“I saw your post,” it read. “It happens to me, too, except my doctor called it Static Shock Syndrome. His son was going through a comic book phase.”
In junior year of high school, you try out for the school musical. Your mother and your therapist both think it would be good for you to get out of your comfort zone, and even though you expect someone to crack a “Why doesn’t he work lights instead?” joke, you audition. You’re not a good singer, but a boy in theatre is enough of a novelty that the director casts you. It’s not a big musical, just some royalty-free thing that no one is entirely passionate about. But you’re the man in the b-couple, and that’s something.
Tina acts opposite you. She’s been in the shows for years, never quite a leading lady, but a character actress with a strong voice nonetheless. She’s a goofball, and you like her, even if she makes puns out of your condition. It’s fine. You let her. You even give her a charitable laugh every time she says she wants “sparks to fly.”
There comes a rehearsal where you finally have to kiss her. The director, an English teacher who saw a movie about directing once, walks through exactly how she wants it to play out. Cup her face in your hand, and then, bam. Let the sparks fly.
“Don’t wear the glove,” she tells you when you pull out the rubber gloves you keep on your person, and you shudder. You shift your weight from left to right on that hardwood stage floor that creaks at the slightest pressure, look into her deep brown eyes, feel the artifice of affection you’re supposed to feel right now melt away into something more, and slowly you bring your palm to her cheek.
Zap. The spellbound look of a high school girl playing in love melts into a repressed, snorting laugh, and you laugh, too, double over for a second, get it out of your system. “Again,” the director says, and the same thing happens again. Zap. Snort. Zap. Snort. Over and over again until finally your lips meet hers, and you pull away to find her face frozen in a grin. “Bravo,” says the director. “From the top.” And you can’t tell if she wears that smile on her face a bit longer than necessary.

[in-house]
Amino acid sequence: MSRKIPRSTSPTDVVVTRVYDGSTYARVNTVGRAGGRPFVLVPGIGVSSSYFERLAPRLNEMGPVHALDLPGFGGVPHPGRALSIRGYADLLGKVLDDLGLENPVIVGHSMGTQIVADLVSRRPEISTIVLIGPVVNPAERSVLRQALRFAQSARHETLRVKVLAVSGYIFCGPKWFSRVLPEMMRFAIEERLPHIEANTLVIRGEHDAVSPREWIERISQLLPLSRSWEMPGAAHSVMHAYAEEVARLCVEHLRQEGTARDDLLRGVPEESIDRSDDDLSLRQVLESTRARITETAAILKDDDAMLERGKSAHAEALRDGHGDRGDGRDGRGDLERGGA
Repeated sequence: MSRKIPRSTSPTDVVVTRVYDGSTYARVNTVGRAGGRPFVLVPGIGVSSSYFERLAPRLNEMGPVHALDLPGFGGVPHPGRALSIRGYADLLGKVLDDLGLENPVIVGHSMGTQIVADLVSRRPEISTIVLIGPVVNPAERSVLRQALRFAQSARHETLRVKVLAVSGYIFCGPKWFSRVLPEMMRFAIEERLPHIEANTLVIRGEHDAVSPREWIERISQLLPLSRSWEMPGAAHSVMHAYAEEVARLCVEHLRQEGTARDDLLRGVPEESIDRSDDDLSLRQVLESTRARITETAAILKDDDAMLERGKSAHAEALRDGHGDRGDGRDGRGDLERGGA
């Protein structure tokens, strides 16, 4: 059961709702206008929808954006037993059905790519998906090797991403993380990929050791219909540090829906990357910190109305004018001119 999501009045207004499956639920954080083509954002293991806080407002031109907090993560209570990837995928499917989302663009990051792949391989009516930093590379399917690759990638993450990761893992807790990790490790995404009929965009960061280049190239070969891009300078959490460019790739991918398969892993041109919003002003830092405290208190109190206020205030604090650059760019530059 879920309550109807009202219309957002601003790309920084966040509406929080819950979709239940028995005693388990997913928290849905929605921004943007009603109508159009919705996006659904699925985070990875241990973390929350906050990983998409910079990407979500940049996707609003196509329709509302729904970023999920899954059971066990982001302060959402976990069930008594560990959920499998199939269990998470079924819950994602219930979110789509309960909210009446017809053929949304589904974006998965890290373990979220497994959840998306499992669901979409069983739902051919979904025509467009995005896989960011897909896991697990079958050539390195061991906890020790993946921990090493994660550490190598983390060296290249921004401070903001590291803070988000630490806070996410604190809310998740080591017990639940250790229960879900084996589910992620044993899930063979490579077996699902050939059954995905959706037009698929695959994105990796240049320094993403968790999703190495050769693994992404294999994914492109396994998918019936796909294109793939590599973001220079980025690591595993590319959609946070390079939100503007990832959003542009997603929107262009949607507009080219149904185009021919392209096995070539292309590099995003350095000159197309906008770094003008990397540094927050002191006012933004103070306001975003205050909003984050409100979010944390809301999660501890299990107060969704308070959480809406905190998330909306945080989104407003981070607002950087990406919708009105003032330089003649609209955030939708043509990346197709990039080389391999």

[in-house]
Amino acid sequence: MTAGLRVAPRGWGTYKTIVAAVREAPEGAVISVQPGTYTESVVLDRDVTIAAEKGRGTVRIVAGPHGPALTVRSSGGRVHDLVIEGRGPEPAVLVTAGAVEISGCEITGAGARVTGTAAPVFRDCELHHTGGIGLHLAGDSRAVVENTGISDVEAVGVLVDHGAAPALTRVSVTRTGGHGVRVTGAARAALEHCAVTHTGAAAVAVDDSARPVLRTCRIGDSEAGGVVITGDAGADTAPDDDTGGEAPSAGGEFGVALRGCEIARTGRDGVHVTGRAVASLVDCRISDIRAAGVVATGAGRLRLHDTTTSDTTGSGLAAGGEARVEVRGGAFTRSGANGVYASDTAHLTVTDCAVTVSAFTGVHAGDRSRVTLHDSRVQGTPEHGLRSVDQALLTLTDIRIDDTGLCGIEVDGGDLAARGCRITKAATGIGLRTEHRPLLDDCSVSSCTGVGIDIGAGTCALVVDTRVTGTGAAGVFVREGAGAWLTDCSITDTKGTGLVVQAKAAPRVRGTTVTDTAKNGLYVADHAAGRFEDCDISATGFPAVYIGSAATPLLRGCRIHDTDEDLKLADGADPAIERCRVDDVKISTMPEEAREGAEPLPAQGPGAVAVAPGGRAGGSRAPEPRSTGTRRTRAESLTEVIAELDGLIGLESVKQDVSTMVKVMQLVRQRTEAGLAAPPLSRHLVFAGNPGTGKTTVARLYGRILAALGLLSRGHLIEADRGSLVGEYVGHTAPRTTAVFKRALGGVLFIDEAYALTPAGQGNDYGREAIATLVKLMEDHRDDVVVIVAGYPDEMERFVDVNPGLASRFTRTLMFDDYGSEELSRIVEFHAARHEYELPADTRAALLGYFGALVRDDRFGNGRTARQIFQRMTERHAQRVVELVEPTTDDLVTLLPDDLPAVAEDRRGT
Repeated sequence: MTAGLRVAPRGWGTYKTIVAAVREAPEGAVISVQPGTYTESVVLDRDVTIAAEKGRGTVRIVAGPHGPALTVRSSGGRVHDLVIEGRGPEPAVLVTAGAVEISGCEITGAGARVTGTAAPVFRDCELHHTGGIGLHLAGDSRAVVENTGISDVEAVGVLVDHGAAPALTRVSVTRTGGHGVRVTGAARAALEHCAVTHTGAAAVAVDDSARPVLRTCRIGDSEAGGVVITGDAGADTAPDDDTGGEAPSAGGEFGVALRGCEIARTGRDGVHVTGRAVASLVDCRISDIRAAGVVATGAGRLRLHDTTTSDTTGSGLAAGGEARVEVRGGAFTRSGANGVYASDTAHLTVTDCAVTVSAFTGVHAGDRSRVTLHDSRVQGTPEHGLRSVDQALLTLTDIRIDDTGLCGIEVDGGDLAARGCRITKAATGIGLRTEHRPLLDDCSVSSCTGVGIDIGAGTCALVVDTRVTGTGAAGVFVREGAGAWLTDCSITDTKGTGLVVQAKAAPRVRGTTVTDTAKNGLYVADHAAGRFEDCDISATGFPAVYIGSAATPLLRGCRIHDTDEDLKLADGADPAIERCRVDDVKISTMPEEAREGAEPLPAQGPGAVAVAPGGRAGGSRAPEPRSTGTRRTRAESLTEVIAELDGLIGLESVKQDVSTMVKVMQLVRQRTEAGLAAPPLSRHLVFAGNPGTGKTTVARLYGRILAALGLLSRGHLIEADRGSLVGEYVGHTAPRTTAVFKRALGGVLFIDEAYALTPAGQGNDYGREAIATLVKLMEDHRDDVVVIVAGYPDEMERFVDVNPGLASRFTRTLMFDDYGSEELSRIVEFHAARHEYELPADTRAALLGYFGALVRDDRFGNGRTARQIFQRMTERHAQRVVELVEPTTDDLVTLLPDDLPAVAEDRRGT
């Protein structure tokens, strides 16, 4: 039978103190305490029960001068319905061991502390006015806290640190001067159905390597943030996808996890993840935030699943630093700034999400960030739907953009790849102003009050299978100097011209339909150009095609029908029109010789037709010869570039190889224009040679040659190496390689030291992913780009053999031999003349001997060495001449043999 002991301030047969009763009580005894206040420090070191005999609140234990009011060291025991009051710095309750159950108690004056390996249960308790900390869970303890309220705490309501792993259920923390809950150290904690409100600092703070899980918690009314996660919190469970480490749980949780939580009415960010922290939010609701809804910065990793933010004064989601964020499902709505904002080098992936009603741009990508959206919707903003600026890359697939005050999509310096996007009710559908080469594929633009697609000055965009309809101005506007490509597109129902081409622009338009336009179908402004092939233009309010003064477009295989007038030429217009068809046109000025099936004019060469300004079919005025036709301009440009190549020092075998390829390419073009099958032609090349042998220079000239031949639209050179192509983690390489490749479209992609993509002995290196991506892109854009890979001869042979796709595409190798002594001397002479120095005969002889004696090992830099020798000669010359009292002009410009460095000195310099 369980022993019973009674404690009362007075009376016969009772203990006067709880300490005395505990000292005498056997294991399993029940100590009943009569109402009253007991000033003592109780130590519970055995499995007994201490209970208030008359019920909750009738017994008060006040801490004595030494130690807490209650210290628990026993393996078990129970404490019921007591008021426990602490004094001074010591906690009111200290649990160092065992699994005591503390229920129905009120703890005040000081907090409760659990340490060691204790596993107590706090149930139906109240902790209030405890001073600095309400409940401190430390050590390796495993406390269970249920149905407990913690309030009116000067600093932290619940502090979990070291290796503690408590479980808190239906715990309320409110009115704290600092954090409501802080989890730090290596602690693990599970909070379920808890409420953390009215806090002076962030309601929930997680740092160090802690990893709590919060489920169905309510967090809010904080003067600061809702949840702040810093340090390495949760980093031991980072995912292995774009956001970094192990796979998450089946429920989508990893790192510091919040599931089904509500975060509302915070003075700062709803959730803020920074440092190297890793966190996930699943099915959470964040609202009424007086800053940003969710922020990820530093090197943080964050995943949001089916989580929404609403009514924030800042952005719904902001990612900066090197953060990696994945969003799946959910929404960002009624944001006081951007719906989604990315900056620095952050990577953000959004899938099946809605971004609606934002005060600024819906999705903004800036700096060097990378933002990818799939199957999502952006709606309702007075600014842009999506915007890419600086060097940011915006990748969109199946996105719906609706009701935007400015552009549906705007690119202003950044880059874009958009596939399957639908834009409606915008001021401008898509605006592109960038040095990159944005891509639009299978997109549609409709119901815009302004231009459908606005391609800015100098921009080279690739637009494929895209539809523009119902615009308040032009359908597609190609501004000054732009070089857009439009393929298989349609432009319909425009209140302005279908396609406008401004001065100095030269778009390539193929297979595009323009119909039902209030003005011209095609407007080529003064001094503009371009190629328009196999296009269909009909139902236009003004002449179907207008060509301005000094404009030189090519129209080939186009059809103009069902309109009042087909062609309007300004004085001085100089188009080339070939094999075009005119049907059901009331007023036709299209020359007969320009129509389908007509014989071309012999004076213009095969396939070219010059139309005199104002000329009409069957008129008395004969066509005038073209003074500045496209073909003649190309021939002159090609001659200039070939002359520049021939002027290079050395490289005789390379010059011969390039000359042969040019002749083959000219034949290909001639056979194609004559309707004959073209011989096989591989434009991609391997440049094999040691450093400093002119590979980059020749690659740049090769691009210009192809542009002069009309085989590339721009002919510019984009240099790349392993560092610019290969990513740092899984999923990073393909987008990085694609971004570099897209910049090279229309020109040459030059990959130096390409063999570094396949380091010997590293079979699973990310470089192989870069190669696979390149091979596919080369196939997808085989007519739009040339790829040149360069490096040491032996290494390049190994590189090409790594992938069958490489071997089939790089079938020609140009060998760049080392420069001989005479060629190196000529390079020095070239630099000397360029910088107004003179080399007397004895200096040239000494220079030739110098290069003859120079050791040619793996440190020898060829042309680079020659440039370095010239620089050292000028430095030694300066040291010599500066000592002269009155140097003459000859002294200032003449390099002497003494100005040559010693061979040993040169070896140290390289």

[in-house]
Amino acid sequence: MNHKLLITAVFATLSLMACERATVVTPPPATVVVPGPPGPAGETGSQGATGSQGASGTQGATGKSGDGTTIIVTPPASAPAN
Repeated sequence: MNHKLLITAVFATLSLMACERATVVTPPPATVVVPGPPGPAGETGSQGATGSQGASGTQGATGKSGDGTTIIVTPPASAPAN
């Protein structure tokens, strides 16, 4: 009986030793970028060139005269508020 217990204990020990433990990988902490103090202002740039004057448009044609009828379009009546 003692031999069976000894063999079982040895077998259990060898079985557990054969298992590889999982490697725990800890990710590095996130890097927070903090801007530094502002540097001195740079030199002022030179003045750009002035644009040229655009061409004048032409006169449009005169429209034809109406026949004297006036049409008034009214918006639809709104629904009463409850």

In four weeks, the show is over, but you and Tina still spend an awful lot of time together, going on walks, going out for ice cream. She visits you sometimes at your weekend job at the Home Depot, applauds when you turn light fixtures on just by touching them, tells you that she “knows something else you can turn on,” winks at you, leaves you wondering what on Earth she was talking about.
One night you’re out past curfew, as your senior year winds to an end, on a walking trail past her house. She’s in jeans, a tight black tank top, a loose unbuttoned flannel she borrowed from you when she got chilly a month ago and never gave back. There’s a hill overlooking the freeway; she lays a blanket down, and you sit next to each other, her leaning into you, melting away into the gentle crackle of her skin against yours. You watch fireflies dance in the Appalachian air and cars dart up and down the highway on the horizon, and the nearest human being besides you two feels planets away. She pulls away.
“There’s something I want to show you,” she tells you, looking into your eyes with hers that seem colorless in the harsh full moon. Her hands trace her chest, lock around the collar of her low-cut spaghetti strap tank top. She pulls it down, slowly at first, lets her breasts fall out over her shirt. You don’t know how to describe them, only that they’re perfect, that her curly dark hair—full and thick like storm clouds in an oil painting—falls perfectly beside them, that her wide eyes and parted lips and everything else about this moment are better than you could have ever imagined.